A former bartender, Natasya Richards, has left Moneague College with a Bachelor’s degree in Primary Education – a lifetime dream come true.
“I am ready to go in the classroom and exercise my passion,” she told The Beacon, adding that her journey to success was riddled with struggles.
The 26-year-old declared: “I don’t blame any struggle; I don’t regret any struggle; I appreciate all of them. If it wasn’t for my struggles, I don’t think I would be here today. The struggles motivated me, but I wouldn’t want to go back through that route.”
Richards, a native of Bog Walk in St. Catherine, was a few days old when a paternal aunt took her from her mother who, at the time, was a struggling 17-year-old.
The said aunt, as well as Richards’ father, migrated.
Richards ended up under the supervision of another paternal female relative.
She faced indecent assault, as well as verbal and physical abuse, she said.
Poverty was also a sordid part of her existence. “I didn’t see a door that I could run through and say ‘bye poverty’!” Richards said.
She recalled struggling to make her way through Linstead Primary School as well as McGrath High. “The struggle going to high school was real – no lunch money, no books, no support. I can’t remember anyone ever going to a PTA meeting for me,” Richards said.
After completing McGrath High, Richards worked in her community as a self-employed cosmetologist. “That helped me to send myself back to school to do some additional subjects like Biology and Maths,” she explained.
She eventually went in search of jobs to help ease her financial stress. “It was very stressing; I had mental break-downs; I fainted,” Richards recounted.
She got a job at a bar in Kent Village, Bog Walk.
She noted: “I don’t have anything against people who work in a bar, but it was not my thing.”
Richards later worked for a few months at a call centre before she returned to the bar. In 2015, she became an employee at Trade Winds Citrus Limited, which is better known as Tru-Juice, and is located in Bog Walk.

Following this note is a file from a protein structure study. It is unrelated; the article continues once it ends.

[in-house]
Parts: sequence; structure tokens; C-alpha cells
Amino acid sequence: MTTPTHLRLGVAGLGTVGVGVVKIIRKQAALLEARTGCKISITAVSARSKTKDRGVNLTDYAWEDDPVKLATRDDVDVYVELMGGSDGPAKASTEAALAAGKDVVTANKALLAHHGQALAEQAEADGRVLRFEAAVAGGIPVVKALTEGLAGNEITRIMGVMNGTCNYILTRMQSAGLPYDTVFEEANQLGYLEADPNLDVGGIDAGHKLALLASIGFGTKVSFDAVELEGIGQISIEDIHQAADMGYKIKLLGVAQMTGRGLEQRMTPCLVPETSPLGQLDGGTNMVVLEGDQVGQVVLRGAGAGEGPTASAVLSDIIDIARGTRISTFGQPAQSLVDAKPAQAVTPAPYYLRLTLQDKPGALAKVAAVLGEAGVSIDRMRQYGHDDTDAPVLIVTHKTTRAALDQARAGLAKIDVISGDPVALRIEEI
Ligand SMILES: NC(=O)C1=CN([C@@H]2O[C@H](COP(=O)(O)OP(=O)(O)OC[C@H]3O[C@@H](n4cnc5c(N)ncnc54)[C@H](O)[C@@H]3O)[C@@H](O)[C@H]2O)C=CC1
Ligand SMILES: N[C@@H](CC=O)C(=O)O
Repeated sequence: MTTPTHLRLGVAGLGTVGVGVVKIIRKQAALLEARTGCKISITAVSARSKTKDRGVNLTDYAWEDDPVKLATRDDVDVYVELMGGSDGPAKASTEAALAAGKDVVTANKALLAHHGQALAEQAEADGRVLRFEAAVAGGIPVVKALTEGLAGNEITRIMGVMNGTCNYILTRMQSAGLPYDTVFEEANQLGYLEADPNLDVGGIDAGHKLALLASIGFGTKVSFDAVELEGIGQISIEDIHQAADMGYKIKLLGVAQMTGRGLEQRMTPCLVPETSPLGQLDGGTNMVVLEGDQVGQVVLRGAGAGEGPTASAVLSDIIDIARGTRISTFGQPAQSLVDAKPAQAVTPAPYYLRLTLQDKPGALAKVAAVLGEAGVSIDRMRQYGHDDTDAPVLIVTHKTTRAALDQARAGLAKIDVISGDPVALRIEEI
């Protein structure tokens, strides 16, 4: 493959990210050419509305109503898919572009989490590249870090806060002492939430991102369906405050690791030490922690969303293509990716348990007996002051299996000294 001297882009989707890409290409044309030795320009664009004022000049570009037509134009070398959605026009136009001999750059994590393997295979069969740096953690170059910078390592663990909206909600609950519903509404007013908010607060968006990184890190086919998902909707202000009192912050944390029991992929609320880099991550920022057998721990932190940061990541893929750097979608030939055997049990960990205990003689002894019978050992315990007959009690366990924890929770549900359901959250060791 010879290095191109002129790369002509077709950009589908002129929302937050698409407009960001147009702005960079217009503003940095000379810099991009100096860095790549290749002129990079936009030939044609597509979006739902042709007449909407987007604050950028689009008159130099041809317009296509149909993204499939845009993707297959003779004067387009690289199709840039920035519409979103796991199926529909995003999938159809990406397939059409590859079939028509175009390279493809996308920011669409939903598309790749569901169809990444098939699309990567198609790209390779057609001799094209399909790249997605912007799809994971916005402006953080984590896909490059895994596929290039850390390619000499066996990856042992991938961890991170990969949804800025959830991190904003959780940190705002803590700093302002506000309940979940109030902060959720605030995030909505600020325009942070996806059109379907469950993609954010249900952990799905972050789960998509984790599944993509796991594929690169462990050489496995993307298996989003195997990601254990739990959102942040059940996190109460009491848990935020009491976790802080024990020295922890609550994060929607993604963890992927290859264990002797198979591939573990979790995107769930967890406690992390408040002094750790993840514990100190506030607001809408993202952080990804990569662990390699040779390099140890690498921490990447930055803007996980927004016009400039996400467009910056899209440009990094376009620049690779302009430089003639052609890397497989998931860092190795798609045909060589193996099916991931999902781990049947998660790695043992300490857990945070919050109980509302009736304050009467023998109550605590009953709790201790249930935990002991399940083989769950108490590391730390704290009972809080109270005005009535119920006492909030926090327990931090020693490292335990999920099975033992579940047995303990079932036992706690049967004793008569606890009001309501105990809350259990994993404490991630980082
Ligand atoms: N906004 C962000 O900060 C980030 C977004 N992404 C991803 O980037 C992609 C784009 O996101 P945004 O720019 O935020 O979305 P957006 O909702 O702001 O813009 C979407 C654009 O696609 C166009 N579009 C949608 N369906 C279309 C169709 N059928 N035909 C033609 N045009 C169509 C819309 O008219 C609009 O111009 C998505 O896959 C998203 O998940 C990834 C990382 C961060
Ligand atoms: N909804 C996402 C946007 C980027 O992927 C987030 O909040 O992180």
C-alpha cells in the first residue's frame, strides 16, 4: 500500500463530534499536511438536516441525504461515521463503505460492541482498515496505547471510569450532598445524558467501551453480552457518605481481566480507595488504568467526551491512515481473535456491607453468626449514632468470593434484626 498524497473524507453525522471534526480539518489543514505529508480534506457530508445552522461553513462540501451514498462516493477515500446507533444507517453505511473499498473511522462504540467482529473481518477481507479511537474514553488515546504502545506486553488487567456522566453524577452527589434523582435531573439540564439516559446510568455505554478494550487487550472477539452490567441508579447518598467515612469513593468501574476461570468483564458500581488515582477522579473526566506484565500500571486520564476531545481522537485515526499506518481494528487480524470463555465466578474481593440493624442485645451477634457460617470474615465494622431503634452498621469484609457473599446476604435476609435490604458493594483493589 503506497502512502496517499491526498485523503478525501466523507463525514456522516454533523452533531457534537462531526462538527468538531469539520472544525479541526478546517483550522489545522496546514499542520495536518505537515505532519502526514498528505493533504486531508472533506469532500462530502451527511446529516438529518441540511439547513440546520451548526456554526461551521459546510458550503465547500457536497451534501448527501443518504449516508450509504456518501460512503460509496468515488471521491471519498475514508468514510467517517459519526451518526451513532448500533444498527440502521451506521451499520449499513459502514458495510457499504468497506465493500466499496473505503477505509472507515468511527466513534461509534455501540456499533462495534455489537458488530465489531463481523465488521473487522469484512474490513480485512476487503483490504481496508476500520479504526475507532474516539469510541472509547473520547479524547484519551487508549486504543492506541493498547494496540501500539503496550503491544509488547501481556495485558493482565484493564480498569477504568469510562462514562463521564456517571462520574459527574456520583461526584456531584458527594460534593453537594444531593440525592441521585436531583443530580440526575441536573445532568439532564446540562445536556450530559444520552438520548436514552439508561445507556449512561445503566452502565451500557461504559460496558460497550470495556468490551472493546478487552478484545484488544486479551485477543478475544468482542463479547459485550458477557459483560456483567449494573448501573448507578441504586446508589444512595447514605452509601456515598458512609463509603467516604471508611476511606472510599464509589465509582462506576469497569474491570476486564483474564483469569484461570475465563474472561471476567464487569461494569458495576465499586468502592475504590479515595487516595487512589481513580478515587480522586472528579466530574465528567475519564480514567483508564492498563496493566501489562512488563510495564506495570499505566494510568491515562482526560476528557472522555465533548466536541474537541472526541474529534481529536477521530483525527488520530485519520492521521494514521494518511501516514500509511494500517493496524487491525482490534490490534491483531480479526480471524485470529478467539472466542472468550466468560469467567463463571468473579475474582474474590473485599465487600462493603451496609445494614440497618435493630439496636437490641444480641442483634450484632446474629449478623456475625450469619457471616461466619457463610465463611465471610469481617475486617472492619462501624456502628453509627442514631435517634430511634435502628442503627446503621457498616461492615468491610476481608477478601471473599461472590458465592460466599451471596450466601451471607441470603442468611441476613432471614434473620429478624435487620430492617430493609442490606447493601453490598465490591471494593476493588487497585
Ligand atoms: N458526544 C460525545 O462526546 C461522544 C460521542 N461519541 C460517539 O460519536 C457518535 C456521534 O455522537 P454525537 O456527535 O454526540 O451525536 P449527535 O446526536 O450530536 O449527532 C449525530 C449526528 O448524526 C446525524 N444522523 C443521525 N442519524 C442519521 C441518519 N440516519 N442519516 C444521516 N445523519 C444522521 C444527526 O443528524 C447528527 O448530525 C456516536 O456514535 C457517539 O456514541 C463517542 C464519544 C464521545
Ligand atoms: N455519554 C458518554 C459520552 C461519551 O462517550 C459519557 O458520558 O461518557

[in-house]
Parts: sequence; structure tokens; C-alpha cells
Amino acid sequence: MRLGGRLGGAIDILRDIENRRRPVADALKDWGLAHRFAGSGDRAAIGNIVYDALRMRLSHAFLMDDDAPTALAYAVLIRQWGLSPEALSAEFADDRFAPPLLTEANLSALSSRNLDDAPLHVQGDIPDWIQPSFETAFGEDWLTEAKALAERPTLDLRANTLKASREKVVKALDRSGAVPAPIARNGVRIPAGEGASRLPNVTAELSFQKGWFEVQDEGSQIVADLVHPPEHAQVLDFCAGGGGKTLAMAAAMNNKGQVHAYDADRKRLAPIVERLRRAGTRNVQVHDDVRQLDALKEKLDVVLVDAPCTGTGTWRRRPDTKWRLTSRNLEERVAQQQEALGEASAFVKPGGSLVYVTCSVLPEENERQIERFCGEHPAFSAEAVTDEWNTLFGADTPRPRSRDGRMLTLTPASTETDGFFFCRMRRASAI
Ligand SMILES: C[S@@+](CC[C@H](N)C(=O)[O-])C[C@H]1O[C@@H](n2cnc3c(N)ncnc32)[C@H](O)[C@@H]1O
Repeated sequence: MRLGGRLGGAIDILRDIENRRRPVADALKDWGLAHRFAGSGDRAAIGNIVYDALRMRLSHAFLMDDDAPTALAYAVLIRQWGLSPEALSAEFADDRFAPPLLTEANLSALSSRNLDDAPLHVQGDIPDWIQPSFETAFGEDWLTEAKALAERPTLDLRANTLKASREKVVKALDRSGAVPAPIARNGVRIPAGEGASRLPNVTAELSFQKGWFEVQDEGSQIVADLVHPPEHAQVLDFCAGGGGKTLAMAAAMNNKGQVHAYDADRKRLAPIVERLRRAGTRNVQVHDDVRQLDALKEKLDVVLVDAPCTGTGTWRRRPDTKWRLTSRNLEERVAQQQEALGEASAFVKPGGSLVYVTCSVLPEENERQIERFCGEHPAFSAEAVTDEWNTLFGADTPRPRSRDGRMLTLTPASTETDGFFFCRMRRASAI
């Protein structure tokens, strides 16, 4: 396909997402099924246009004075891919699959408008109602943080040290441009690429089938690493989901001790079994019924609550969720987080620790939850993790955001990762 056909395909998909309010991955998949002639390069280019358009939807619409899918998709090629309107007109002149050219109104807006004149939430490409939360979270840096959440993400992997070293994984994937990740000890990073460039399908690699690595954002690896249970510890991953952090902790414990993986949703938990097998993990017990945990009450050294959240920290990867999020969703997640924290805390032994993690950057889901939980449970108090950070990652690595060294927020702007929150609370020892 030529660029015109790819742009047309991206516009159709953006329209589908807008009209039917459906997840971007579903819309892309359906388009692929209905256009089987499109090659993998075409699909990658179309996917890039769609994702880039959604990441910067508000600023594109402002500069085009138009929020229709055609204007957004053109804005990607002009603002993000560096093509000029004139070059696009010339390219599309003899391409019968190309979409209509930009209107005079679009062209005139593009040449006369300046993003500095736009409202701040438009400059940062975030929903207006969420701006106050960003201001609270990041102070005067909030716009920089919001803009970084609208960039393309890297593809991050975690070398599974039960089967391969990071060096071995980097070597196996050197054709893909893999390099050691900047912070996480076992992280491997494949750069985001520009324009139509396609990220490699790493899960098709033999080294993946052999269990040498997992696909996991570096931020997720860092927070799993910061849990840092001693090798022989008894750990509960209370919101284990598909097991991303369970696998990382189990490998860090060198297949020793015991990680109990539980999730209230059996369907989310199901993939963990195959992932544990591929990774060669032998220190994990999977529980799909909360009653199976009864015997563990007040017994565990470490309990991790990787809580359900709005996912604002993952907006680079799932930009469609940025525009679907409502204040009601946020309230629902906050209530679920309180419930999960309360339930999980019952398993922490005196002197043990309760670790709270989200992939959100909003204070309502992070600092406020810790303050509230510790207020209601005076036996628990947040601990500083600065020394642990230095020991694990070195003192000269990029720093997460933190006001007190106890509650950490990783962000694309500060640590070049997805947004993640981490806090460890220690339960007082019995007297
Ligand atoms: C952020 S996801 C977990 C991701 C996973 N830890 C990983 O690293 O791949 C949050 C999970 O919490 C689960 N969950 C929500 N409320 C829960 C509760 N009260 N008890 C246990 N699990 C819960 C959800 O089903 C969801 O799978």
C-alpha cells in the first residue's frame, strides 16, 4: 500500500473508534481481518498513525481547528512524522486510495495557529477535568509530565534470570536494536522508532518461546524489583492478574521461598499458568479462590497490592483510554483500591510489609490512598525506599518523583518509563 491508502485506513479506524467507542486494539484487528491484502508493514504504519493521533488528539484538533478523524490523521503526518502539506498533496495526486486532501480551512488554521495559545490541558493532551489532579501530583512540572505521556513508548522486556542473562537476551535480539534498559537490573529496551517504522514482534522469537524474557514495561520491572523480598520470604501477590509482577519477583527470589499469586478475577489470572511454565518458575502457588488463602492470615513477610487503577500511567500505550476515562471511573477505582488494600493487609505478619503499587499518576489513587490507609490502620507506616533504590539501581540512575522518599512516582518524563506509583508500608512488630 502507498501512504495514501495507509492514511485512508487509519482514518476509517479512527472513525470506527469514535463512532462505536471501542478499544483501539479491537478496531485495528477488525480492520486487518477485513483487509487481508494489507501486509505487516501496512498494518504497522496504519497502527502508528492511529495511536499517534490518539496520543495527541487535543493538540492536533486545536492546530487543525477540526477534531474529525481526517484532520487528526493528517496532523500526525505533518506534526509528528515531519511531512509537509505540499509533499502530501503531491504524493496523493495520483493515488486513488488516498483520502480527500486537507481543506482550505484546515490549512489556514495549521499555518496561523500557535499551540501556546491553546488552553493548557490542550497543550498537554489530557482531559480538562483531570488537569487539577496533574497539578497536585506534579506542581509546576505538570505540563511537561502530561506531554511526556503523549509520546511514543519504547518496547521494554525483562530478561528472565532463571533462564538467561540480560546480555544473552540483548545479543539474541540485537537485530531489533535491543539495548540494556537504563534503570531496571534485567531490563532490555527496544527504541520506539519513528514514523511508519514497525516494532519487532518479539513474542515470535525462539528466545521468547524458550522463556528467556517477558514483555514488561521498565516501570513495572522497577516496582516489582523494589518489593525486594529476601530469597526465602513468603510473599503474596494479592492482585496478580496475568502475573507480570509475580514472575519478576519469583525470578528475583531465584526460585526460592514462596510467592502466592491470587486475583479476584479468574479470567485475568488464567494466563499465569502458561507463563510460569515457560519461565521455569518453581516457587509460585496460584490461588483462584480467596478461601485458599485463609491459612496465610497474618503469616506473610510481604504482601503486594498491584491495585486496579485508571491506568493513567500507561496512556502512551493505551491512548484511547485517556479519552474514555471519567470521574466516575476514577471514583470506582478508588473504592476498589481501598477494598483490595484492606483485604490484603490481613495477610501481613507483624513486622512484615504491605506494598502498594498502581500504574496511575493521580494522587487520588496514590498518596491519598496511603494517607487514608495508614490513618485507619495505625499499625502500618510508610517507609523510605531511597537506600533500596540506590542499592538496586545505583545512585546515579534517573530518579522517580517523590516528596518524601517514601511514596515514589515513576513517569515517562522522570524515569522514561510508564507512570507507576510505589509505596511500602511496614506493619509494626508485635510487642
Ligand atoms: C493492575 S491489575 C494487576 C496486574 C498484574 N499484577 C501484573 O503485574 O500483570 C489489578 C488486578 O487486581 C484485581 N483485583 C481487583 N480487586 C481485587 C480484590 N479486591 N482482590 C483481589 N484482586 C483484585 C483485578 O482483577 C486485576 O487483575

Richards initially was hired as a seasonal drumming clerk – labeling drums with orange juice concentrate. She later started to select oranges.
“I was getting like $2,000 to $4,000 every fortnight; it was really low. But I was still doing it because my work was just across the road from home,” she said.
Richards subsequently got promotion to work as a lab technician – testing raw juices.
She recalled: “Working as a lab technician, I was surrounded by a lot of brilliant persons – persons with degrees who are highly intelligent and motivational.”
Inspired by the brilliance her co-workers, Richards, in 2016, made a big step towards fulfilling her childhood dream of becoming a teacher.
She enrolled at Moneague College campus in Linstead, St. Catherine.
“When I applied for college, I didn’t know how I was going to finance it. I din’t know where I was going to get food, clothing, nothing. But I just know that I’m going to do it,” Richards told The Beacon.
“When I started college, I was getting paid like $12,000 a fortnight and my school fee was more than $110,000. I had to borrow loans from my workplace… Whenever I got paid, I didn’t have anything to show; I didn’t even have fare to go to school. I didn’t have lunch; I didn’t have anything… When it’s time for me to sit my exams, I was never yet on the clear list… I was always in debt to the school.”
Richards further stated that, for the four years she attended college part-time while working full-time, she had several sleepless nights – literally!
She also recalled that, when she started college, she ended up having to rent a room because she was being forced out of the family home near Tru-Juice.
Richards added: “My father was providing the [rented] room for me, and I was providing schooling and everything else on my own… I tried not to pressure my mother; I tried not to pressure my father. At the time [I started college], I was 21-22 years old. I think it was my responsibility to do something for myself.”
Now the holder of a degree, Richards indeed did something for herself, using hard work and dedication.
She told The Beacon that she also left college without owing a cent.
“I remember owing more than $300,000 for school fee; I left college owing nothing,” added Richards, who became a Christian two years ago – worshiping at Lighthouse Assembly in Spanish Town.
Reflecting further on her journey, she posited: “If you want something in life, you can get it with or without money. Sometimes it’s just faith that works.”
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